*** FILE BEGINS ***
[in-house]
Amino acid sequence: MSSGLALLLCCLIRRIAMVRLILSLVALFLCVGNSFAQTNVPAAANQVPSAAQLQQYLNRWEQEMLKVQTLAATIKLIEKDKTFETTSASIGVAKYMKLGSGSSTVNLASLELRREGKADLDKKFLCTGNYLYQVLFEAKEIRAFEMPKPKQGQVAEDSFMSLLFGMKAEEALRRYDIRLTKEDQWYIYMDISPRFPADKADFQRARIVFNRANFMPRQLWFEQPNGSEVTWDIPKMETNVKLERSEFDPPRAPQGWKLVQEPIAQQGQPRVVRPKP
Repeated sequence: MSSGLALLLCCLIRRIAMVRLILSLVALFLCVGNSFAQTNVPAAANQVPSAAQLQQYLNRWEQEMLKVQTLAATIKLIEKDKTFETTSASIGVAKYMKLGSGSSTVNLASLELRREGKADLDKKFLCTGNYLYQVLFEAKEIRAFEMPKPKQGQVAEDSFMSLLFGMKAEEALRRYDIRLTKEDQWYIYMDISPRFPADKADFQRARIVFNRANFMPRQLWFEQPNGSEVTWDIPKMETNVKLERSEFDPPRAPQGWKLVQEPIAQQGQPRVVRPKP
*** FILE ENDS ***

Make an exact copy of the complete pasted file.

[in-house]
Amino acid sequence: MSSGLALLLCCLIRRIAMVRLILSLVALFLCVGNSFAQTNVPAAANQVPSAAQLQQYLNRWEQEMLKVQTLAATIKLIEKDKTFETTSASIGVAKYMKLGSGSSTVNLASLELRREGKADLDKKFLCTGNYLYQVLFEAKEIRAFEMPKPKQGQVAEDSFMSLLFGMKAEEALRRYDIRLTKEDQWYIYMDISPRFPADKADFQRARIVFNRANFMPRQLWFEQPNGSEVTWDIPKMETNVKLERSEFDPPRAPQGWKLVQEPIAQQGQPRVVRPKP
Repeated sequence: MSSGLALLLCCLIRRIAMVRLILSLVALFLCVGNSFAQTNVPAAANQVPSAAQLQQYLNRWEQEMLKVQTLAATIKLIEKDKTFETTSASIGVAKYMKLGSGSSTVNLASLELRREGKADLDKKFLCTGNYLYQVLFEAKEIRAFEMPKPKQGQVAEDSFMSLLFGMKAEEALRRYDIRLTKEDQWYIYMDISPRFPADKADFQRARIVFNRANFMPRQLWFEQPNGSEVTWDIPKMETNVKLERSEFDPPRAPQGWKLVQEPIAQQGQPRVVRPKP